Nasa administrator Charles Bolden speaks during the Humans to Mars Summit yesterday at George Washington University.
Setting foot on Mars by the 2030s is human destiny and a US priority, and every dollar available must be spent on bridging gaps in knowledge on how to get there, Nasa’s chief said yesterday.
Addressing a conference of space experts at George Washington University, Nasa administrator Charles Bolden said that despite hard economic times the US is committed to breaking new boundaries in space exploration.
“A human mission to Mars is today the ultimate destination in our solar system for humanity, and it is a priority for Nasa. Our entire exploration programme is aligned to support this goal,” Bolden said.
President Barack Obama has proposed a $17.7bn budget for Nasa in 2014, and he supports a “vibrant and co-ordinated strategy for Mars exploration,” Bolden said.
Among the first steps to sending astronauts to Mars are Nasa’s plans to capture and relocate an asteroid by 2025, a process that should inform future efforts to send humans into deep space, the former astronaut said.
Also, US astronaut Scott Kelly and Russian cosmonaut Mikhail Kornienko have volunteered to spend one year at the International Space Station beginning in 2015 to allow doctors to assess how long-duration zero gravity exposure affects bone density, muscle mass and vision.
Currently, a rotating cast of global astronauts each spend a maximum of six months aboard the orbiting outpost.
But despite increasing interest in landing on Mars, and a newly diverse space race that involves many more countries than old Cold War foes the US and Russia, there is plenty that experts do not know about how to reach Mars.
For instance, there is no existing space vehicle to carry people on the seven-month or longer journey there, not to mention no plan for returning people to Earth.
Medical experts are unsure what the physical ramifications would be for people who attempt to travel in high-radiation environments for such extended periods.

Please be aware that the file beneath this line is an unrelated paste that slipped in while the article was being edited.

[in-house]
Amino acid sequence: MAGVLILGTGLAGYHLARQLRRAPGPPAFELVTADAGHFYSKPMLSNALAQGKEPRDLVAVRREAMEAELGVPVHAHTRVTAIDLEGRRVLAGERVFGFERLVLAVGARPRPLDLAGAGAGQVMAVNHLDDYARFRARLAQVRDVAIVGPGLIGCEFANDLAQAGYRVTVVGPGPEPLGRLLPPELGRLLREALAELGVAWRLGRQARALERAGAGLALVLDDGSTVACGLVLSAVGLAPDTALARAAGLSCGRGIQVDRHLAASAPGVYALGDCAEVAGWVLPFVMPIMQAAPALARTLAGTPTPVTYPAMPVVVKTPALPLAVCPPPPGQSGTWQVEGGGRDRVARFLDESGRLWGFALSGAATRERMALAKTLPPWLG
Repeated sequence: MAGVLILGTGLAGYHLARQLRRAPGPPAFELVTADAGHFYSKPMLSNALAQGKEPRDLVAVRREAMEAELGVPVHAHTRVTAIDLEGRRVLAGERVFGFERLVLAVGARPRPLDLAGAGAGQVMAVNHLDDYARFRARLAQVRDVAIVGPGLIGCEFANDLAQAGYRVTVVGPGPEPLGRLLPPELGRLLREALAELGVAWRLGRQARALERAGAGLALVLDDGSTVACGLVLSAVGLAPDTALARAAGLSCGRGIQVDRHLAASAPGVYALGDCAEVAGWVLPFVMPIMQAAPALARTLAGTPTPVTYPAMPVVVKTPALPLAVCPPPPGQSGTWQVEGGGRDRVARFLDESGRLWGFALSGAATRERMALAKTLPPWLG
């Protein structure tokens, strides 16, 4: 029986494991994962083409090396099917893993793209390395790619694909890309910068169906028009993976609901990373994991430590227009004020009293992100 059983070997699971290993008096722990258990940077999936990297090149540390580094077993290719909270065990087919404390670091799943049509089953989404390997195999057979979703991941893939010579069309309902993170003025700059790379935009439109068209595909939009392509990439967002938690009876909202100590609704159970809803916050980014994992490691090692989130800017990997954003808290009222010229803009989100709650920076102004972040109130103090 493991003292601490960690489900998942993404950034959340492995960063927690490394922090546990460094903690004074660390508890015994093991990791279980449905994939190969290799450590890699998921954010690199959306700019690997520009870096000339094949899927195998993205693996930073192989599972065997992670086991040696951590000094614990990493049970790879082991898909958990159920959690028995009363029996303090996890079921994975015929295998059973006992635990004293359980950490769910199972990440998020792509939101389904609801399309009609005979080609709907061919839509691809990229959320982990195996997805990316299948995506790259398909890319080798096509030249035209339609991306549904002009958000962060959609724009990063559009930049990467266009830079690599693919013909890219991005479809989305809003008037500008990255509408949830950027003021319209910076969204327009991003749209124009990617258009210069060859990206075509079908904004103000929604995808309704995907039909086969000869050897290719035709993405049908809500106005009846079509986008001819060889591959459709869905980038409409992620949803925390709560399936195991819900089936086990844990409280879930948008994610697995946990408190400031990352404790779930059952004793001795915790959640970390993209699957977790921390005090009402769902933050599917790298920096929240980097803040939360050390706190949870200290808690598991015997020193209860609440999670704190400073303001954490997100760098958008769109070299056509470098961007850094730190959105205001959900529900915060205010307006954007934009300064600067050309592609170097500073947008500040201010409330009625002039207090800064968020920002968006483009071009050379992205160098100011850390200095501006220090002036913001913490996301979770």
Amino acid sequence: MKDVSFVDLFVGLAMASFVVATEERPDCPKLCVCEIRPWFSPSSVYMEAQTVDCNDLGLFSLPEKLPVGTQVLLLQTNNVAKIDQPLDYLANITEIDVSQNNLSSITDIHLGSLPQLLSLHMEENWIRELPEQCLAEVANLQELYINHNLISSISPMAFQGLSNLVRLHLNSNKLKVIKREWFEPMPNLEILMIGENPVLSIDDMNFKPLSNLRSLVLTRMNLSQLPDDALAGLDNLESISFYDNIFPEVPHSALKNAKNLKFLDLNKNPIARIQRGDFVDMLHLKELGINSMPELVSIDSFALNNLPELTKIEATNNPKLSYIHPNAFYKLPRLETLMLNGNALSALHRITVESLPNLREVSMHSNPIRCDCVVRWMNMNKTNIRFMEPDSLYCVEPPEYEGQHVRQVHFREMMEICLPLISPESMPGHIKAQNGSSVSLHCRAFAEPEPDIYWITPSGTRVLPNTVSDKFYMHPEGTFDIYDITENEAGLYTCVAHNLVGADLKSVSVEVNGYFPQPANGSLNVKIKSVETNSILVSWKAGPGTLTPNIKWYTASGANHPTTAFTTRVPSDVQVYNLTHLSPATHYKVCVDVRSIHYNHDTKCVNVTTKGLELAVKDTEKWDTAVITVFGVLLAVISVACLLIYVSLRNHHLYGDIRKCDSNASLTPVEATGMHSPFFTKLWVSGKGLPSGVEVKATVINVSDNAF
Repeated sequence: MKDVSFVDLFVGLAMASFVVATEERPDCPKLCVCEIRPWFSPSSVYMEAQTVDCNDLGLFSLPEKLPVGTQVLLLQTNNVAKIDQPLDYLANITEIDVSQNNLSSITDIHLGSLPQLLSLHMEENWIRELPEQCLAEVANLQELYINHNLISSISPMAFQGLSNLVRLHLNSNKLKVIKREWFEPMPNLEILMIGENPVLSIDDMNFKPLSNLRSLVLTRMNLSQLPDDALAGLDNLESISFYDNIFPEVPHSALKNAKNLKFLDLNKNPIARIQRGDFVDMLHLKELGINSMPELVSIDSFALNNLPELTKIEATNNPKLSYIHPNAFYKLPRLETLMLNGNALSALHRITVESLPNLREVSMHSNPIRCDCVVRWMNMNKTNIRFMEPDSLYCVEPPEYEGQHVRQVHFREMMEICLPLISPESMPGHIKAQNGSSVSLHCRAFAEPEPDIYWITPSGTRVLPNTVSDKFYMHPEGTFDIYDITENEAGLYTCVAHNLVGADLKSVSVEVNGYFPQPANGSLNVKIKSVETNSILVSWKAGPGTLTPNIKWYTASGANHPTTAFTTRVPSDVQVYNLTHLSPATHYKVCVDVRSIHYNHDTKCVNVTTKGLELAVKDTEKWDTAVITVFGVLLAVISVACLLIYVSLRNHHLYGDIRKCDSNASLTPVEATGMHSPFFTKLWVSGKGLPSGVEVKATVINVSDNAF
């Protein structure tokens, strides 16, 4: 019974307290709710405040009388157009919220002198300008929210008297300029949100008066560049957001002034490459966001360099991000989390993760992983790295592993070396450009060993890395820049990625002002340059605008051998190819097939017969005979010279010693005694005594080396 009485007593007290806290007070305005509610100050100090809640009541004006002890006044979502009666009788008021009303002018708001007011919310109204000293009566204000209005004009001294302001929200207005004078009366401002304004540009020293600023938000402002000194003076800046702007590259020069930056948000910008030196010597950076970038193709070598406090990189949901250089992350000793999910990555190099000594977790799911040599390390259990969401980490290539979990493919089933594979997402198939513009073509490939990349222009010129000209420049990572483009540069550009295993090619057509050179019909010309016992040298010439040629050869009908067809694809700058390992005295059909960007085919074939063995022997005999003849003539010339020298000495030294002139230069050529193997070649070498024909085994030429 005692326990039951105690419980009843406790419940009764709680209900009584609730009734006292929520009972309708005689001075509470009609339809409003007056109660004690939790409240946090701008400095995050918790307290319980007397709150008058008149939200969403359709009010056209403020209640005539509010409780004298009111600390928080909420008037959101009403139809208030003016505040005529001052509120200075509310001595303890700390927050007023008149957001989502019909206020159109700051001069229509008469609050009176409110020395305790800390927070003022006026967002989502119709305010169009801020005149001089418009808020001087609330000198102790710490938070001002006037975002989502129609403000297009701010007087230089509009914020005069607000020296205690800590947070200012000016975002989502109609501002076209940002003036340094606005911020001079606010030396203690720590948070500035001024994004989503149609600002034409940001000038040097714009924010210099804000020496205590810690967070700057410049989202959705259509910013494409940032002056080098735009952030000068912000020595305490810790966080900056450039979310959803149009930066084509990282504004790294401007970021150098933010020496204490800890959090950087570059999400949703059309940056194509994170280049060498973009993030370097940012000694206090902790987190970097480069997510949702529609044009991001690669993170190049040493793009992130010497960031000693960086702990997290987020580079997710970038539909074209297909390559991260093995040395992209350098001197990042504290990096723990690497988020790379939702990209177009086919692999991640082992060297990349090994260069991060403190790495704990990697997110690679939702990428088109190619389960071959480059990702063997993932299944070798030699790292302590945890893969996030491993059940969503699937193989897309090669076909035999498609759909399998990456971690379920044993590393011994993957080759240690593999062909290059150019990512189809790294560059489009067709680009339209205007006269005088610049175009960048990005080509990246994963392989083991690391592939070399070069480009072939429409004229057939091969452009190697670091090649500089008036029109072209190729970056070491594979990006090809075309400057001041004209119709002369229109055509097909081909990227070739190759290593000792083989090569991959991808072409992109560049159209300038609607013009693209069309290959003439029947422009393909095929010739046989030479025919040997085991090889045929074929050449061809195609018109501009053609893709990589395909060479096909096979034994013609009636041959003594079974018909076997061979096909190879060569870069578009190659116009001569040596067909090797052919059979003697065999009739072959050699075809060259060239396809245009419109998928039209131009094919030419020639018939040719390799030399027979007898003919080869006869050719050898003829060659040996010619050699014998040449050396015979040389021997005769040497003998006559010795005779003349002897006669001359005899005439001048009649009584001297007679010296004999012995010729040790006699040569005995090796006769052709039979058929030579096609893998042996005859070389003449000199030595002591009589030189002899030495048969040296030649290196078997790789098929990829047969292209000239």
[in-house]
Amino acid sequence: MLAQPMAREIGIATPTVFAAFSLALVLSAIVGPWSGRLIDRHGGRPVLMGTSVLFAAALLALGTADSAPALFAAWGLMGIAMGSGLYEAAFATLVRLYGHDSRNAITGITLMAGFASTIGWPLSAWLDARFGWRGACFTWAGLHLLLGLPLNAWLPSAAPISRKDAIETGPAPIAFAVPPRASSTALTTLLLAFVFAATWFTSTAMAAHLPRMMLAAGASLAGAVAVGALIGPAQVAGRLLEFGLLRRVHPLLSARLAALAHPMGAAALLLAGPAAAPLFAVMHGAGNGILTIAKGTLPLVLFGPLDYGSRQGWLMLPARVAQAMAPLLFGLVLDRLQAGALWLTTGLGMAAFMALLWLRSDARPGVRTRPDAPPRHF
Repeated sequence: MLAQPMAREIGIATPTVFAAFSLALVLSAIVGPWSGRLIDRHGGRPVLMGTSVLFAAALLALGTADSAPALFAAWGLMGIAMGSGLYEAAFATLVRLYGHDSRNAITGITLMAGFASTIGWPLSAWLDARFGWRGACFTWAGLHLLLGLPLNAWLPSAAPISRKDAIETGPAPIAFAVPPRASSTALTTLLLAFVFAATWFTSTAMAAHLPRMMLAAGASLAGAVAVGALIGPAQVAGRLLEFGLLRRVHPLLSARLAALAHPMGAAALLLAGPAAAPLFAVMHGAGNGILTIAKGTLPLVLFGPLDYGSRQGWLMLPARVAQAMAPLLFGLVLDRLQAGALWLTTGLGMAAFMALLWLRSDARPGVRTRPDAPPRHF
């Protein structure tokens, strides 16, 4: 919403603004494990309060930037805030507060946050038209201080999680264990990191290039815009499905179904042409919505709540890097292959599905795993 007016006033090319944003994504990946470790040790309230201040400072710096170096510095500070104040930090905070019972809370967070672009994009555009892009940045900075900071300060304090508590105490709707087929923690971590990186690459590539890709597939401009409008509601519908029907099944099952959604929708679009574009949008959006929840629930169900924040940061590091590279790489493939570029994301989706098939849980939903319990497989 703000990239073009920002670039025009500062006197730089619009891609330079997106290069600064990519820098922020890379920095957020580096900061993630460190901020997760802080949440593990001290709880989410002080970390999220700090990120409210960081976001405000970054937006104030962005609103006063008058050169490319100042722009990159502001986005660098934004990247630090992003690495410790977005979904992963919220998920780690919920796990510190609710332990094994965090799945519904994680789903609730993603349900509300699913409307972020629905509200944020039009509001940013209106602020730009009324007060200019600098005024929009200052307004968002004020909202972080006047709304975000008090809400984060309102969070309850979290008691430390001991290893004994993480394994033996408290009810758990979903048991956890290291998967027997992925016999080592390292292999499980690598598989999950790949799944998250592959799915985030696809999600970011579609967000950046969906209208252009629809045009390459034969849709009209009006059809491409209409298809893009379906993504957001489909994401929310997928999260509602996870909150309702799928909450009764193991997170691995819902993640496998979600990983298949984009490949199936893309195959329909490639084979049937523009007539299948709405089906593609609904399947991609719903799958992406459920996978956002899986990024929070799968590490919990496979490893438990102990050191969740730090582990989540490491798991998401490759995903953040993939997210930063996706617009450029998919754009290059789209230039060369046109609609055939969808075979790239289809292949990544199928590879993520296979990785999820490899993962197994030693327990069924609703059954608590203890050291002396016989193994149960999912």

And just how people would survive, breathe, eat and drink on the dry, red planet are significant obstacles that have yet to be overcome.
“The US has demonstrated that we know how to get to the Moon,” Bolden said.
“What we have not demonstrated and what I think everyone in this room - well most people in this room will concede, is that there are technological gaps to sending humans to an asteroid and to Mars,” he added.
“And so every single moment of our time and every single dollar of our assets must be dedicated to developing those technologies that allow us to go beyond low Earth orbit, beyond the Moon.”
The US is the only nation that has successfully sent robotic explorers to land on Mars, the most recent being Curiosity, which touched down in August 2012.
The first-of-its-kind landing demonstrated that humans have figured out how to send a one-tonne package of machinery to Mars.
But many experts believe that the size of the package needed to maintain a human habitat on Mars would weigh more like 40 tonnes. There also needs to be a suitable flight vehicle, and a type of fuel potent enough to get it there quickly.
Perhaps a precursor to a human landing on Mars would be another rover that would land at an established site, drill down and hopefully find fresh water, said John Grunsfeld, Nasa associate administrator for the science mission directorate.
“That would also be the beacon that allows subsequent missions to navigate to a very precise landing,” said Grunsfeld.
The three-day conference aims to offer a forum for experts to discuss the latest technologies. It will feature discussions on astronaut health concerns today and an address by retired celebrity astronaut Buzz Aldrin tomorrow.
“We can’t wait until the technology is available before we go and explore,” Bolden said.
“We now stand on the precipice of a second opportunity to press forward to what I think is man’s destiny, and that is to go to another planet.”
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